I have always prided myself on taking life advice from some of the most sagely sources around: maverick French soccer players, late-’80s hip-hop songs, and the speeches of America’s finest president of all time, Josiah Bartlet from The West Wing. Well, according to a new self-help book, it turns out I’ve been doing it wrong all these years and should have instead been following the advice of cats.
The revelatory tome in question is titled You Need More Sleep, and it’s authored by Francesco Marciuliano, who you may recognize as the foremost feline poet of our times. Throughout its pages, you’ll learn how adopting a cat-like state of mind will ensure you prosper in personal relationships, social interaction situations, and even the field of career advancement.
On a windy weekday morning, I spoke to Francesco about feline life philosophy, the potential consequences of actually living your day-to-day life like a cat, and his old kitty Bettina, who kept repeatedly falling off a fridge.
Catster: What inspired you to write a book of life advice from a cat’s point of view?
Francesco Marciuliano: Basically, I guess the idea was self-help from the self-involved. You look at cats and they seem to have this idyllic life — or, at least, they seem to be perfectly satisfied because they’re napping for 18 hours a day and they seem overly confident even when they miss a jump by a good 19 feet. Yet they still seem to carry themselves with some level of poise and the idea that, “I am me and I’m perfectly fine being me.” So the voice basically came from that.
The cat is telling you that you’re perfect being the most “you” you can be, and don’t worry about it. As long as you follow yourself and you’re almost remarkably overconfident about yourself, you’re gonna turn out just fine.
The book advises things like always staying 30 feet from a loved one and never letting anyone else dress you. Have you attempted to live a day like this yourself?
I think to some degree in any relationship you always need your space, although I’m not saying I hide six rooms away! Those things are kinda written a little more humorous, but to a certain degree you definitely need your own space.
As for making sure I have a 30-foot radius at all times? I live in a New York City apartment — I don’t have a 30-foot radius no matter what the situation would be.
The book also talks enthusiastically about a cat’s ability to sleep for 18 hours a day. What do they dream about?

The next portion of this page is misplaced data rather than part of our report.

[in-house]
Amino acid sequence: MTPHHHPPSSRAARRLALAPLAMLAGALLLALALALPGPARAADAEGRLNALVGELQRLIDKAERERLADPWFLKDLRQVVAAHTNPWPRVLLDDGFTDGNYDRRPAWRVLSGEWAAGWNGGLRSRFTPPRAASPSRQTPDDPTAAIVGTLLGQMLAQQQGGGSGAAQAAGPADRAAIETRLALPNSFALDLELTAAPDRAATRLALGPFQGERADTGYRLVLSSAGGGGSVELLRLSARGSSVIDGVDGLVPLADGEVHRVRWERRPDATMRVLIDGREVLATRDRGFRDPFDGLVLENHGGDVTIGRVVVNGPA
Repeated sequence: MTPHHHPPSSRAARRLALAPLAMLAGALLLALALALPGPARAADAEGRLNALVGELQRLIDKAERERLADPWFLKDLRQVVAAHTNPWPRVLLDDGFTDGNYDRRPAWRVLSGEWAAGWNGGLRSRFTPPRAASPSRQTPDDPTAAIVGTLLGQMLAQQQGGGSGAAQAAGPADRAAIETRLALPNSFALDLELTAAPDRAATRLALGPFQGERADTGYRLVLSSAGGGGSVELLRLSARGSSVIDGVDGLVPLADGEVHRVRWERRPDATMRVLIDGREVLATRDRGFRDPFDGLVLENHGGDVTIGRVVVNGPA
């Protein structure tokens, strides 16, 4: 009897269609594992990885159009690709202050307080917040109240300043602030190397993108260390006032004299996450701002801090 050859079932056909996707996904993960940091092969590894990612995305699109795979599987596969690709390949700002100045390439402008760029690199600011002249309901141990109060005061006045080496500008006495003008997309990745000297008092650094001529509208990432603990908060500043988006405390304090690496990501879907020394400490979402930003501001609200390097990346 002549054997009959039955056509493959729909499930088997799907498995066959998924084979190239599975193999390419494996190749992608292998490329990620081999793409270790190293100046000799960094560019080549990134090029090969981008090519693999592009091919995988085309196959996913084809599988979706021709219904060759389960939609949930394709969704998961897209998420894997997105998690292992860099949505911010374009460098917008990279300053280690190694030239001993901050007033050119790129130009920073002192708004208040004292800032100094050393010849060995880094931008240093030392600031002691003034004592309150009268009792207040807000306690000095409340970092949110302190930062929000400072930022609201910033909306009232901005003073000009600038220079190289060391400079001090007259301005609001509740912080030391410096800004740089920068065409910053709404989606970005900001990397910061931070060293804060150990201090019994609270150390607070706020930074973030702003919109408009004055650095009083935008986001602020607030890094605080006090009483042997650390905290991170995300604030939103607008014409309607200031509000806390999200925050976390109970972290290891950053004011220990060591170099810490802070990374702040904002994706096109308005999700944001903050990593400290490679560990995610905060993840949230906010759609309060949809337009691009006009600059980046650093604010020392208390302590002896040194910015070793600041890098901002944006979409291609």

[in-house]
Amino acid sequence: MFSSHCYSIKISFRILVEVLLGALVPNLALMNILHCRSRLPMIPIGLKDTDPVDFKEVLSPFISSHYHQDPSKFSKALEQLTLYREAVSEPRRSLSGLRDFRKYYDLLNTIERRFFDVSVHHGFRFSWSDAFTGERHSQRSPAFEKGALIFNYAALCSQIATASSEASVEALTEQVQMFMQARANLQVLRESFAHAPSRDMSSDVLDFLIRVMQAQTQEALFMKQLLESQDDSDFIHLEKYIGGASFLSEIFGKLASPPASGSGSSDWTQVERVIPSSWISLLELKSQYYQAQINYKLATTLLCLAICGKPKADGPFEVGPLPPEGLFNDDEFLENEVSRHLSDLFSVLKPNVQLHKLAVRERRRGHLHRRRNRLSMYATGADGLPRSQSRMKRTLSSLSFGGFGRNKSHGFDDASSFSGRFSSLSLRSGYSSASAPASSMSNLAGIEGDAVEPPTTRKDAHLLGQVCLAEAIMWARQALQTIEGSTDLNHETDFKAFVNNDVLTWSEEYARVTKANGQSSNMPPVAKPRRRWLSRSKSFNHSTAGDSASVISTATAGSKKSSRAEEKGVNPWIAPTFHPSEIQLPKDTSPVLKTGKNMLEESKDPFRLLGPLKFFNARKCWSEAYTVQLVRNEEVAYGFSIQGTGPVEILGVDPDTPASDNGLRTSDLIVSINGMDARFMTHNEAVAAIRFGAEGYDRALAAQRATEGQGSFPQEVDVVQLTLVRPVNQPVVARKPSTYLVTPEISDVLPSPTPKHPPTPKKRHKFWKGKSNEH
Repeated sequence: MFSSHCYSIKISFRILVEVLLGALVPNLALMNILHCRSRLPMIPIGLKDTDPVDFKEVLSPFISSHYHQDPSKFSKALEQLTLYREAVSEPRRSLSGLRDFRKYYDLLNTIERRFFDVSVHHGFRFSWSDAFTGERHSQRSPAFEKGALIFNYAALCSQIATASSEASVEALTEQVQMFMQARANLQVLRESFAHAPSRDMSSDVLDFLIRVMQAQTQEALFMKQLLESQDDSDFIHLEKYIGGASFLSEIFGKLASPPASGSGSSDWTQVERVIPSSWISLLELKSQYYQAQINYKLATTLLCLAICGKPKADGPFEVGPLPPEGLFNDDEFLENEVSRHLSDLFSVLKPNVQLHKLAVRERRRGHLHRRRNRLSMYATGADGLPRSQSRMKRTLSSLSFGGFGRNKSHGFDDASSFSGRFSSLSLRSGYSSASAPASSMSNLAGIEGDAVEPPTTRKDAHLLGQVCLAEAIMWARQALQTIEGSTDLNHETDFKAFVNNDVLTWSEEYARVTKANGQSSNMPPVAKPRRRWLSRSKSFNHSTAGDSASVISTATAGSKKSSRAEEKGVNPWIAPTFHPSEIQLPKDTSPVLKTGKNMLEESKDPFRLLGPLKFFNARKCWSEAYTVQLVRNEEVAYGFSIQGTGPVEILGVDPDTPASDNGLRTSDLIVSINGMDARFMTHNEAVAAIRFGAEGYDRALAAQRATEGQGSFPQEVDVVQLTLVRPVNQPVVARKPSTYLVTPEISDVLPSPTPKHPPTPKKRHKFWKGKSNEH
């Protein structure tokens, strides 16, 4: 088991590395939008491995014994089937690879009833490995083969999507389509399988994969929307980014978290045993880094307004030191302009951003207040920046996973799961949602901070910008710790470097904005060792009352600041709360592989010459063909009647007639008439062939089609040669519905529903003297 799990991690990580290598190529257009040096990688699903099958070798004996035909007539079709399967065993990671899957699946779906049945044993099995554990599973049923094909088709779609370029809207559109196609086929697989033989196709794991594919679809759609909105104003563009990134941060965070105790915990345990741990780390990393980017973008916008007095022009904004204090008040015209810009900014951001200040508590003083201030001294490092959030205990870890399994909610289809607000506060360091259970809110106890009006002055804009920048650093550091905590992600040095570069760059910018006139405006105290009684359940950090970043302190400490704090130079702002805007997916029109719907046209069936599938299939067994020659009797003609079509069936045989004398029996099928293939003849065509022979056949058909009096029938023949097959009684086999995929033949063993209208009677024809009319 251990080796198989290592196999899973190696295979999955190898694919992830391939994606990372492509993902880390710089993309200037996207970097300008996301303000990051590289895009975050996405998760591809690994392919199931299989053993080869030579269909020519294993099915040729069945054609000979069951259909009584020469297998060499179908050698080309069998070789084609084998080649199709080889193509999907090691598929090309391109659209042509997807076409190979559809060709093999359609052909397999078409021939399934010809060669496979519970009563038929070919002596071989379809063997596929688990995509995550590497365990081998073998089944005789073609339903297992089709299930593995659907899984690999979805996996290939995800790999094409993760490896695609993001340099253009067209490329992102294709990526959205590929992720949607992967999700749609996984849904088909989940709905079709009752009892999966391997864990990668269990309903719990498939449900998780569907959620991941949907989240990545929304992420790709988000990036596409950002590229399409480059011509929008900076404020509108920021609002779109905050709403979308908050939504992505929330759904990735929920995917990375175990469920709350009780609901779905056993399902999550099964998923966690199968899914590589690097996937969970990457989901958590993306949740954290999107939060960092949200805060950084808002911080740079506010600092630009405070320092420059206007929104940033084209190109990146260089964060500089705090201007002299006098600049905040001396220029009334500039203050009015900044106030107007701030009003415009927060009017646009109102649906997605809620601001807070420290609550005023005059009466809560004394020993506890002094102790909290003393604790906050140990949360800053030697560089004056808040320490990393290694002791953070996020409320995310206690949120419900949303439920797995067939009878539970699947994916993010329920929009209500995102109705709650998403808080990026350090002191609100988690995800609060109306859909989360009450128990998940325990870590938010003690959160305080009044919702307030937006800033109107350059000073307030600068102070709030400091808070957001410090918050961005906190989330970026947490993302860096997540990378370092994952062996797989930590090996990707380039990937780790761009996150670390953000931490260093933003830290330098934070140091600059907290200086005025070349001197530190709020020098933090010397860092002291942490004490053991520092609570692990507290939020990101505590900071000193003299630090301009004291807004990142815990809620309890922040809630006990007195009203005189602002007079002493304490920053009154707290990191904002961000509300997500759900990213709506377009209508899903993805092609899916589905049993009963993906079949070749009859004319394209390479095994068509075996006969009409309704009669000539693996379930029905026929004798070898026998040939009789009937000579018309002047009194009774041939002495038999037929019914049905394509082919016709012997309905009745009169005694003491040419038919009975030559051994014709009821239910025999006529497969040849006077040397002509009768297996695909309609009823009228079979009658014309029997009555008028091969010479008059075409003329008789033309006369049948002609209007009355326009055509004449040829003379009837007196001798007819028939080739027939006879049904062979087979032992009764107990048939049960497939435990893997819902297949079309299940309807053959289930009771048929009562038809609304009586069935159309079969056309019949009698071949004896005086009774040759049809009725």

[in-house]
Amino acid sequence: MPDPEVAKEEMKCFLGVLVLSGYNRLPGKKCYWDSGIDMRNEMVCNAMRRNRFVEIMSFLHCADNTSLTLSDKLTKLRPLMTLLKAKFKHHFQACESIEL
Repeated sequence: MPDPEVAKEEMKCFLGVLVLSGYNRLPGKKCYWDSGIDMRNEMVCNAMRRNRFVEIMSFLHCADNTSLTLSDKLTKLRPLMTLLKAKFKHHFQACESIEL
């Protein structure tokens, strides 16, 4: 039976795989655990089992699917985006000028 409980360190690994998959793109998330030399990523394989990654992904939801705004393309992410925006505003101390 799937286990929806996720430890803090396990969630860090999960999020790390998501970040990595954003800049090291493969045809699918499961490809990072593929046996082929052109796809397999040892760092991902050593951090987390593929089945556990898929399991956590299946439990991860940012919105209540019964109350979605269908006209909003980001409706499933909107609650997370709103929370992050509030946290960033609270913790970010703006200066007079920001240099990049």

World domination! I think to a certain degree it’s along the lines of, “You know what? I’m doing everything right, I’m perfectly fine; this is exactly what I need to be doing right now.” Then for the other six hours of the day, “You know what? There’s not a flaw, everything went exactly how I wanted.” Cats go to sleep feeling good about themselves; they wake up feeling good about themselves. So the advice is to go to sleep without doubting what you’ve done all day and wake up thinking this day is going to work out well.
Switching things up a little, if cats could learn one thing from us lowly humans, what would it be?
Not to do things in front of a cat because they’re always watching! Cats remember, so whatever you do when you’re alone that you think might be embarrassing, just stop. If you’re gonna pick your nose, stop at the second knuckle because they’re watching you.
I also think that for the most part cats admire that people look out for other people. I imagine they sometimes think, “You know what? I’m gonna try that one day. Not today of course, because now I’m going to put my paw in your food, but one day I’m gonna look out for people.”
You Need More Sleep is dedicated to Bettina, a cat you grew up with. What was she like?
Bettina was a remarkably sweet and gentle cat. She was a Siamese, which meant she was talking constantly. In fact, scientifically Siamese cats have the widest range of sounds out of all cats, which you can translate to the widest vocabulary.
Bettina was also a very calm and sweet-tempered cat who loved sleeping on top of the fridge and would always fall off the fridge every single time. She’d get so relaxed she’d kinda lean back and then, oops, fall off. But then she’d walk off like nothing happened because, once again, don’t dwell on the past and don’t dwell on your mistakes.
Why does it seem that cats don’t actually learn from their mistakes, like when it comes to falling off a fridge?
Well, I think to a certain degree that if you’re going to live your life with supreme confidence that everything that you’re doing is right, then you’re not going to reflect that what you did was wrong and then you’re not going to learn from your mistakes. So there’s that, but on the other hand the point is to not be consumed by your mistakes. Know that you are fine: You’re gonna fall off the fridge repeatedly if that’s where you decide to set up your bunk bed, but don’t let that be the point where you think, “All I do is make mistakes.”
Cats are like, “I’ve run into your wall 16 times chasing nothing, and you know what? I’m sitting right here as if nothing is wrong.” Let’s learn from that.
The fount of wisdom that is You Need More Sleep is available now via Chronicle Books.
Read more interviews:
- Want to Marry Your Pet? Talk to This Woman — We Did
- We Chat With Rice University’s Official Cat Video Librarian
- We Chat With Hannah Shaw, the “Neonatal Kitten Warrior”